Buck has se­ri­ous health mes­sage

Central Leader - - NEWS -

It’s time for men to front up about their health.

For­mer All Black cap­tain and rugby hero Buck Shelford has sur­vived cancer and re­gained his health af­ter a mas­sive weight gain, both ex­pe­ri­ences that have prompted him to reach out to Kiwi men to take charge of their own health.

While his book Buck Up, The Real Guide to Get­ting Healthy and Liv­ing Longer doc­u­ments Buck’s per­sonal ex­pe­ri­ences, his big mis­sion now is to guide New Zealand men to bet­ter qual­ity lives.

The book is full of sta­tis­tics that make som­bre read­ing. And the main thing that stands out is that men are not stack­ing up com­pared to women in the mor­tal­ity rates, es­pe­cially Maori men who are dy­ing 10 years ear­lier than their non-Maori mates.

The man-to-man ad­vice man­ual is ‘‘men’s stuff’’. Show it to women, but only if they are tem­po­rar­ily sworn in as hon­orary men, he says, tongue in cheek.

It’s great read­ing, a com­bi­na­tion of un­der­stand­able sci­en­tific facts helped along by highly re­garded sports sci­en­tist Dr Grant Schofield – in­ter­spersed with Buck’s per­sonal ex­pe­ri­ences and tips for a health­ier life – ex­er­cise, sports nutri­tion, los­ing weight, men­tal tough­ness, lead­er­ship, go­ing to the doc­tor, grow­ing old, stress, man flu, sex and women.

Buck played 48 games for the All Blacks, 31 as cap­tain, in­clud­ing 14 tests – all of which were un­de­feated.

He has faced more than his fair share of bat­tles on the field – he’s got an arthritic knee, his neck’s never been the same since a front-on hit in a game against Ire­land and his right trapez­ius doesn’t work any more.

When he sought med­i­cal help for a con­stantly weepy eye, he was in for an ever big­ger bat­tle. By the time the mass be­hind his eye was di­ag­nosed as non-Hodgkin lym­phoma, the cancer had al­ready spread through­out his body.

But in the same de­ter­mined man­ner he had led his beloved rugby teams to vic­tory, Buck faced his ill­ness head-on.

It was ‘‘time to front’’, he says.

He re­mem­bers 2007 as the year he fought cancer and af­ter six months of a com­bi­na­tion of chemo- ther­apy, natur­o­pathic treat­ment and good food, the tu­mours were shrink­ing. By Christ­mas he was feel­ing bet­ter and look­ing for­ward to ‘‘nail­ing it com­pletely’’.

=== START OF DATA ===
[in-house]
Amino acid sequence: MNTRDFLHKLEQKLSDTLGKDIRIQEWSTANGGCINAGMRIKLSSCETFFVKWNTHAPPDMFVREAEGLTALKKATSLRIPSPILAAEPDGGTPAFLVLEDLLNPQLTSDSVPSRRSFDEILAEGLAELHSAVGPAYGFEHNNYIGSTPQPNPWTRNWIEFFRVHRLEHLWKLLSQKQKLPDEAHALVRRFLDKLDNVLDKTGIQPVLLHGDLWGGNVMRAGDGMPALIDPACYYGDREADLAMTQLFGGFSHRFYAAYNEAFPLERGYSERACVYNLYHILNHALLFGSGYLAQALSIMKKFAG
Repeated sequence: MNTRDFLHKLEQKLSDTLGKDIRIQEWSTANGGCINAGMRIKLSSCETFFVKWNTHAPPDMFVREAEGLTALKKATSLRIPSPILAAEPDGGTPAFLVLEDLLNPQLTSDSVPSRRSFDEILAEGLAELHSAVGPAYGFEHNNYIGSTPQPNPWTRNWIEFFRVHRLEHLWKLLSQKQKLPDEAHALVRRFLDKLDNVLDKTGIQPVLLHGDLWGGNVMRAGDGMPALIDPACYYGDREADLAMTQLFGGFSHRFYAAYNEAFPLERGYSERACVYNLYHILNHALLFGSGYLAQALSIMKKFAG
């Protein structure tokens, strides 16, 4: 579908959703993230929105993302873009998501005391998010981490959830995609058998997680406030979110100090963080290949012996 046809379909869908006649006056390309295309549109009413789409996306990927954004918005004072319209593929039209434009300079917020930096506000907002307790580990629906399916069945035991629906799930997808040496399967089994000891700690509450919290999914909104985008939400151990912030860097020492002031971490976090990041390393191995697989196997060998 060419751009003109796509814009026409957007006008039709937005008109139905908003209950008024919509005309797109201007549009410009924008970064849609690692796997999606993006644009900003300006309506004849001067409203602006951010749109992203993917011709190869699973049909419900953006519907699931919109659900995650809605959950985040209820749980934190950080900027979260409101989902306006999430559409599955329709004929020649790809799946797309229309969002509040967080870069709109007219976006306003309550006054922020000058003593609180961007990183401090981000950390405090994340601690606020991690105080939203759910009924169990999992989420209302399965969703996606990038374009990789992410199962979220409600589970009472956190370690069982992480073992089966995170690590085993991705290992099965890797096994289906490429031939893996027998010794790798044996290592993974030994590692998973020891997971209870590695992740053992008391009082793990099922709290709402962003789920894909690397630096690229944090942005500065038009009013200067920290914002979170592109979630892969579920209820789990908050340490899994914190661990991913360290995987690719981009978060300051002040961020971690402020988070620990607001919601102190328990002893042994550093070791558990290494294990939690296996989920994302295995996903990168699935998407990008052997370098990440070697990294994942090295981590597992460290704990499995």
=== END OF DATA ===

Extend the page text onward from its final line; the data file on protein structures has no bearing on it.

At the time of writ­ing his book, re­leased last month, the cancer has been gone for five years.

Lym­phoma can be treated if caught early enough, but he says a lot of peo­ple don’t go to the doc­tor be­cause they’re scared of find­ing out.

‘‘But at the end of the day you need to know what you’ve got and move on – rather than too late and not go­ing to live.’’

He has the same phi­los­o­phy about weight loss, deal with it and move on.

The for­mer su­per-fit rugby hero piled on 25 ki­los in the time he was a pub­li­can.

His wife Joanne re­calls: ‘‘(He was) tired, grumpy, un­mo­ti­vated and prob­a­bly sick of hear­ing me say, ‘come for a run, let’s go to the gym, what about a bike ride’?’’

A life-chang­ing phone call from a ma­jor weight loss com­pany changed every­thing and since he ac­cepted the chal­lenge to lose weight, Buck has never looked back.

He’s pas­sion­ate about fitness and get­ting the word out to men that they don’t have to die young and they can have a good qual­ity of life if they eat well and ex­er­cise.

‘‘When we get into our 50s it be­comes harder to shift weight and do ex­er­cise. I think we just have to be a lit­tle tougher on our­selves – once we’ve knocked the first brick wall and the sore­ness is gone from the gym, the weight starts to drop.’’

He says af­ter com­pet­i­tive sport most peo­ple put on 1.5 to 2kg a year, which over their life­time means they can be­come 20kg heav­ier than they were in their 20s.

‘‘Peo­ple think it’s the norm but it’s not, we need to train our­selves to stay the same weight.’’

He says ex­er­cise is medicine.

‘‘Thirty to 40 min­utes a day is good for the body, spirit and soul. It’s your in­vest­ment in health and if we have got health then we can have a good life.’’

He urges men to go to the doc­tor on a reg­u­lar ba­sis – ‘‘once a year and do the tests’’.

‘‘And eat healthy whole­some food that your grand­mother would recog­nise.’’


Top form: At the peak of his fitness, Buck leads the haka for the All Blacks against Ar­gentina in Dunedin in 1989.

Man up: Buck Shelford wants men to man up about their health, get fit, eat well and go to the doc­tor once a year.

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